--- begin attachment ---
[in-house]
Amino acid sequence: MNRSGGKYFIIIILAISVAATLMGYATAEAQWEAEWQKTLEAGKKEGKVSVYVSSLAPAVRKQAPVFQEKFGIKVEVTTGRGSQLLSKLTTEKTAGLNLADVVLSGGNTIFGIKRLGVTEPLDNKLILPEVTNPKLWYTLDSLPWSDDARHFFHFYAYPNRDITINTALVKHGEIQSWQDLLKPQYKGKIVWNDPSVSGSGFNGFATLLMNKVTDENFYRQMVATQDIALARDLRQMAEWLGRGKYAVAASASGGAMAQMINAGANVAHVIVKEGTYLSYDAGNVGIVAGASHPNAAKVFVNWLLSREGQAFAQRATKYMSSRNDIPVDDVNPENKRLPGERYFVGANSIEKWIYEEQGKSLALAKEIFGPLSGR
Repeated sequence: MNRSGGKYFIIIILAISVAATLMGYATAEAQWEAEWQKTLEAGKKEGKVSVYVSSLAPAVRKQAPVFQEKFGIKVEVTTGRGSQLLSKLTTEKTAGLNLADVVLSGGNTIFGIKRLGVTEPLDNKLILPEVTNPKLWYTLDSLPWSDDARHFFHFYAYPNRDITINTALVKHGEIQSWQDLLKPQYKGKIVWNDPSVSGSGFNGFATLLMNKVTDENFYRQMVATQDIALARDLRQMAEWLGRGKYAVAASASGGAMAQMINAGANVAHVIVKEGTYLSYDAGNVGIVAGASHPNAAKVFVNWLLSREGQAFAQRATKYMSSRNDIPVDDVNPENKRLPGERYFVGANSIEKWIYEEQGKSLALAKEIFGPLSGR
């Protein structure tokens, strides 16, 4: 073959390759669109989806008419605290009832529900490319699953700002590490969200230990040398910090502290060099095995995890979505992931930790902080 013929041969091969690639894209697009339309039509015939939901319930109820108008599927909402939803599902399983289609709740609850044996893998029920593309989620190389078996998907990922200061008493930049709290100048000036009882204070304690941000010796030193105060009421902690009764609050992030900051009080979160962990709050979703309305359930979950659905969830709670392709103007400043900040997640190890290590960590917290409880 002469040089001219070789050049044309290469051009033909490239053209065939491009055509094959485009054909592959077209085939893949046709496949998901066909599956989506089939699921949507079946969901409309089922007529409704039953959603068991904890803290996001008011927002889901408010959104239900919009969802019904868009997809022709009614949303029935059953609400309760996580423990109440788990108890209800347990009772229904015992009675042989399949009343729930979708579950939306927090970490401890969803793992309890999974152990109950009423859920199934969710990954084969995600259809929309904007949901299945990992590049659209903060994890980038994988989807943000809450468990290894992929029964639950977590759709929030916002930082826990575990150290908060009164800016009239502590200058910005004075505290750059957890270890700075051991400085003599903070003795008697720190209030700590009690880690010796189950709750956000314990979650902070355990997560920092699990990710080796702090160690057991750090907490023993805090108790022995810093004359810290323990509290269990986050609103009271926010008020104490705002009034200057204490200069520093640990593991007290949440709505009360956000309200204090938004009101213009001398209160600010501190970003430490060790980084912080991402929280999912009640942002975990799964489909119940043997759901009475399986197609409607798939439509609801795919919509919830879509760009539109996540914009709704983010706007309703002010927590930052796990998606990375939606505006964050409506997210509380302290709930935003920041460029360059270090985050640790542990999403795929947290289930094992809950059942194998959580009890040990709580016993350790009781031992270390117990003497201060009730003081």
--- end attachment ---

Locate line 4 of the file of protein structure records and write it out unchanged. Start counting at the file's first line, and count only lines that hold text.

């Protein structure tokens, strides 16, 4: 073959390759669109989806008419605290009832529900490319699953700002590490969200230990040398910090502290060099095995995890979505992931930790902080 013929041969091969690639894209697009339309039509015939939901319930109820108008599927909402939803599902399983289609709740609850044996893998029920593309989620190389078996998907990922200061008493930049709290100048000036009882204070304690941000010796030193105060009421902690009764609050992030900051009080979160962990709050979703309305359930979950659905969830709670392709103007400043900040997640190890290590960590917290409880 002469040089001219070789050049044309290469051009033909490239053209065939491009055509094959485009054909592959077209085939893949046709496949998901066909599956989506089939699921949507079946969901409309089922007529409704039953959603068991904890803290996001008011927002889901408010959104239900919009969802019904868009997809022709009614949303029935059953609400309760996580423990109440788990108890209800347990009772229904015992009675042989399949009343729930979708579950939306927090970490401890969803793992309890999974152990109950009423859920199934969710990954084969995600259809929309904007949901299945990992590049659209903060994890980038994988989807943000809450468990290894992929029964639950977590759709929030916002930082826990575990150290908060009164800016009239502590200058910005004075505290750059957890270890700075051991400085003599903070003795008697720190209030700590009690880690010796189950709750956000314990979650902070355990997560920092699990990710080796702090160690057991750090907490023993805090108790022995810093004359810290323990509290269990986050609103009271926010008020104490705002009034200057204490200069520093640990593991007290949440709505009360956000309200204090938004009101213009001398209160600010501190970003430490060790980084912080991402929280999912009640942002975990799964489909119940043997759901009475399986197609409607798939439509609801795919919509919830879509760009539109996540914009709704983010706007309703002010927590930052796990998606990375939606505006964050409506997210509380302290709930935003920041460029360059270090985050640790542990999403795929947290289930094992809950059942194998959580009890040990709580016993350790009781031992270390117990003497201060009730003081």